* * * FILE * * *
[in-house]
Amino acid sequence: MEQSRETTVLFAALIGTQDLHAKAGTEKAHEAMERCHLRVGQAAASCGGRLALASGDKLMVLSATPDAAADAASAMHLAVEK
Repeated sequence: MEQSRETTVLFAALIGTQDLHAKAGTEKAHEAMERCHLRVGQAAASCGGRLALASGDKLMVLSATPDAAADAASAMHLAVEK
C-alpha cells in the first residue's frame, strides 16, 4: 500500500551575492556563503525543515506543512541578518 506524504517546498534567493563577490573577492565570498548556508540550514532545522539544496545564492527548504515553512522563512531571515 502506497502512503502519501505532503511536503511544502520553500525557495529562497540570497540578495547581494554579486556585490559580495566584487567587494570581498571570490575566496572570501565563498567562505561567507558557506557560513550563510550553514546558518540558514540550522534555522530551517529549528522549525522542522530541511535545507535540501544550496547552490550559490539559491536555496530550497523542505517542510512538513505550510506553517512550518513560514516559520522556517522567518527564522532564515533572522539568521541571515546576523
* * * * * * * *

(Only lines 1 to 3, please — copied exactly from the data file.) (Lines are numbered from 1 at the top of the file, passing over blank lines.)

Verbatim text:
[in-house]
Amino acid sequence: MEQSRETTVLFAALIGTQDLHAKAGTEKAHEAMERCHLRVGQAAASCGGRLALASGDKLMVLSATPDAAADAASAMHLAVEK
Repeated sequence: MEQSRETTVLFAALIGTQDLHAKAGTEKAHEAMERCHLRVGQAAASCGGRLALASGDKLMVLSATPDAAADAASAMHLAVEK